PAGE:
Apple has hit a snag with its data centre project in Ireland, following complaints by citizens filed with the Irish government. The data centre was meant to store data and power online services such as iTunes Store, App Store, iMessage, Maps and Siri for users across Europe.

Apple filed its planning application in April 2015 and was hoping to start building the data centre costing €850m (£654.7m) by the end of that year. But it now seems to be delayed further as a decision about the matter is expected to come only in the summer.

The Galway County Council had granted Apple permission to build the data centre. But the Irish government has now held up the application and is currently reviewing appeals.

As soon as Apple made its plan public, about 20 to 25 complaints were filed at Galway Council by the local residents and other citizens, raising concerns that the data centre would increase noise and light pollution, flooding and traffic. They even cited the impact on badgers and bats to halt the development.

The final decision

Speaking to Business Insider Peter Feeney, a Galway County Councilor said that a number of follow-up complaints were made after Apple received the planning permission. The appeals were made with An Bord Pleanála, which decides on appeals from planning decisions that are made by the local Ireland authorities.

Feeney said, "Often their response is we won't decide on this for another month. And then when that date comes up, they would delay again. They are obliged to respond [to complainants] but not make a decision."

The Galway Council granted permission to Apple in September 2015, after it reviewed the complaints, to build one of the eight 263,000 sq ft data halls. Apple will have to seek planning permission each time it wants to build a hall and would take Apple at least 15 years to complete the development.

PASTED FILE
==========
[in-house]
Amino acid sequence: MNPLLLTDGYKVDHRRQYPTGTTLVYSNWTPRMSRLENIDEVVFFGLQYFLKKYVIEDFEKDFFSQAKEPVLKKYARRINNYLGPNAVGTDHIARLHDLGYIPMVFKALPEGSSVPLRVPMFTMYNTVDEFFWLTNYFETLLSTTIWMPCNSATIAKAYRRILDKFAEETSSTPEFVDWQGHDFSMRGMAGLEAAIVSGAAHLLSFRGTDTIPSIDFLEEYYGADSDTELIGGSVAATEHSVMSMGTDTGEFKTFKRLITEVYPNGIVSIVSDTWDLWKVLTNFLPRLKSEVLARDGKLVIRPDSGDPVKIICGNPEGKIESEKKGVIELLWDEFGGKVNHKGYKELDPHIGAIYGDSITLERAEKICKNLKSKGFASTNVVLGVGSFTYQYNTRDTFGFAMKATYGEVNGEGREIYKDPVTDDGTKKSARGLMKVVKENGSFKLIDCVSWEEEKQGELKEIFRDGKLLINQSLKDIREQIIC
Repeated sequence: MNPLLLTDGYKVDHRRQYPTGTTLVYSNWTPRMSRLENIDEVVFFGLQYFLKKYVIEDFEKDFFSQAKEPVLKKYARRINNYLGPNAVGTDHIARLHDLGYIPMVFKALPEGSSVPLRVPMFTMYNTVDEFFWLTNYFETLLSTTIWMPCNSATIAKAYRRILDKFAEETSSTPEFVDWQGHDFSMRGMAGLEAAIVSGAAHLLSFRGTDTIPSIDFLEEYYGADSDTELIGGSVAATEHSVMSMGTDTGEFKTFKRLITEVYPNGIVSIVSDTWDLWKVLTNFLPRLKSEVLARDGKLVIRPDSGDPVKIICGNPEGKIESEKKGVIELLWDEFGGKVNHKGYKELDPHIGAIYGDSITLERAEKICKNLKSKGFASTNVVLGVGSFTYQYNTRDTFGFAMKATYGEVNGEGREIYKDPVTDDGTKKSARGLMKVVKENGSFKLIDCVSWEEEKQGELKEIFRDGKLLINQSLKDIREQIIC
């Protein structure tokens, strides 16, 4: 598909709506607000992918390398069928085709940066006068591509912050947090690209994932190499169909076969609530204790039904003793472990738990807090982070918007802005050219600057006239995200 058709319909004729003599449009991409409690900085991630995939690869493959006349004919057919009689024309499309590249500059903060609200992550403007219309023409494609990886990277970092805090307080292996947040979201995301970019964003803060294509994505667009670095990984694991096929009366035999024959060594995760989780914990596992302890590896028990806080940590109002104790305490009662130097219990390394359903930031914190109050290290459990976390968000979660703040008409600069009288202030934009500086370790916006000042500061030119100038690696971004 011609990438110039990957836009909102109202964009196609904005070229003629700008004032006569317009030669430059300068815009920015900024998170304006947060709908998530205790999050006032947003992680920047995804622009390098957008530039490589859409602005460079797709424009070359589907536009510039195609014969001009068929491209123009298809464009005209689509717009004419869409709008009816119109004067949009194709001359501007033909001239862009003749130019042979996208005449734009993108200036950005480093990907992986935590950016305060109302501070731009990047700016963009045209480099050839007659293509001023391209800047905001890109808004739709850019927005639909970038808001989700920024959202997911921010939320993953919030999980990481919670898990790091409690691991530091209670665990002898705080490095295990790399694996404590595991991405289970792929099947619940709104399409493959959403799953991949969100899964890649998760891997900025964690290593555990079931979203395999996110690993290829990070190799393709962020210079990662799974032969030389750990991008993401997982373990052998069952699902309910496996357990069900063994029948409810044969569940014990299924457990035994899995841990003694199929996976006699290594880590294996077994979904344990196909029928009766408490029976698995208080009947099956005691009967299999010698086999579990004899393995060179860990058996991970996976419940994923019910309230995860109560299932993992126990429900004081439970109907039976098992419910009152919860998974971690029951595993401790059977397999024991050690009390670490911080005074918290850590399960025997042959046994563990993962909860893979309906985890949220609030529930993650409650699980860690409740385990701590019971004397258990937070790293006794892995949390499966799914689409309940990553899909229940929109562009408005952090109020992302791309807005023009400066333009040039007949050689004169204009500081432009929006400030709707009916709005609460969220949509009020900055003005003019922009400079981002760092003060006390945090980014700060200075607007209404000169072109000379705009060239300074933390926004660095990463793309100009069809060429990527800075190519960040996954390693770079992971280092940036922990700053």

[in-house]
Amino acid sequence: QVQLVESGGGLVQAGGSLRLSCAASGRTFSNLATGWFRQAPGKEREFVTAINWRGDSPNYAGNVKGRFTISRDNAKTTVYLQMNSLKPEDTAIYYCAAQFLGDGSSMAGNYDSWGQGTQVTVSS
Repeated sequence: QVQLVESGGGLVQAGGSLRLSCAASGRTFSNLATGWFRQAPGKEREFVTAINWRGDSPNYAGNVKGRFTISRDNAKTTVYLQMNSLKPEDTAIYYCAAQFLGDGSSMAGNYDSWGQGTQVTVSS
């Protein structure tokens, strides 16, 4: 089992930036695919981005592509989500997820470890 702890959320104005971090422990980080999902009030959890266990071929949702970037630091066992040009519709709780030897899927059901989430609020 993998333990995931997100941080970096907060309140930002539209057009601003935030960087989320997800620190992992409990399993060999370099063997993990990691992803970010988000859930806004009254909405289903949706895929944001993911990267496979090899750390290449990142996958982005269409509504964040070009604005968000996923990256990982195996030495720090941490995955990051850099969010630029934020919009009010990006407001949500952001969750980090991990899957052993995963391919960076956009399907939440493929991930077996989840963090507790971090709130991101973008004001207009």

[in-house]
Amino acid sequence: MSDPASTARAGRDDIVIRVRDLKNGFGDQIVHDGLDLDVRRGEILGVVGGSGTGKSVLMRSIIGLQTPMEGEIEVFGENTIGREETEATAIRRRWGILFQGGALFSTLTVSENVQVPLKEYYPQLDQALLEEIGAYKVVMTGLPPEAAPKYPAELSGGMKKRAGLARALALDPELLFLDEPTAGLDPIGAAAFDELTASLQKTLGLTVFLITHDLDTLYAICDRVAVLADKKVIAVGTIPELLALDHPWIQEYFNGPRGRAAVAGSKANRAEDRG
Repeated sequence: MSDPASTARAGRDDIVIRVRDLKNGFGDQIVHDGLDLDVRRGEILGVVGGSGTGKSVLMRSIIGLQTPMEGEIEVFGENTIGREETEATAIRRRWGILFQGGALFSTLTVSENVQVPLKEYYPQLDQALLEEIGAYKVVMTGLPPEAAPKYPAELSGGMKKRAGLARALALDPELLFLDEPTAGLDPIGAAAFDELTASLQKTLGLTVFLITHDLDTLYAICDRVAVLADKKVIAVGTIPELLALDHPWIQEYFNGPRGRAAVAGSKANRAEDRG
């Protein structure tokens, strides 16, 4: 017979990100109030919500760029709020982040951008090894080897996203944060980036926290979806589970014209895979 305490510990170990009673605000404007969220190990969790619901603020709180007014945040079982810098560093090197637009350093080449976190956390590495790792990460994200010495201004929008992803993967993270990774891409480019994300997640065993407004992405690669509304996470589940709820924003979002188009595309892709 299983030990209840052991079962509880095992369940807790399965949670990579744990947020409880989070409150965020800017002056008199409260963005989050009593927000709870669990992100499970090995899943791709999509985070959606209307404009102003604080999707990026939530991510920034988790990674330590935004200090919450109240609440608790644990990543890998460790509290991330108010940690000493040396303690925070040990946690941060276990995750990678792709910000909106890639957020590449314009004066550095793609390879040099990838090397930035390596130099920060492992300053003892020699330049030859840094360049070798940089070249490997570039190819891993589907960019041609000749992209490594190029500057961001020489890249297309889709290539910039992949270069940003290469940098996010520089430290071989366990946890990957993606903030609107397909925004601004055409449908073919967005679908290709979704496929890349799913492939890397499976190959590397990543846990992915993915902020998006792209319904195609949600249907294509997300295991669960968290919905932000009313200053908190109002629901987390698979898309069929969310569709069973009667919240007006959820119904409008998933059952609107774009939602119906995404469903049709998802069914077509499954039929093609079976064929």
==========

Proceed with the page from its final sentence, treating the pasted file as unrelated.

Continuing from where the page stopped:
The committee has asked Apple for additional information on the data centre. Feeney believes the final decision from An Bord Pleanála is unlikely to come before June 2016, although Apple was expecting a decision earlier than this.

Apple had been expecting that the operations at the data centre would kick off some time in 2017, but due to the complaints, the project would be delayed to a later date.

Data centre to create jobs

Powered by renewable energy, the data centre would be built on recovered land that was used for growing non-native trees previously. However, Apple said it would restore the native trees to Derrydonnell Forest if it gets permission to build the data centre.

Apple had also promised to create an outdoor education space for local school and walking trails for the community as part of its development. The data centre could create up to 300 jobs starting from construction workers to IT professionals.

Rival data centre in Ireland

Other tech majors such as Google, Microsoft and Amazon already have their data centres in Ireland. Meanwhile, Facebook has already planned one in the country. Most of the companies have kept their European headquarters in Ireland due to lower corporation tax than elsewhere in Europe.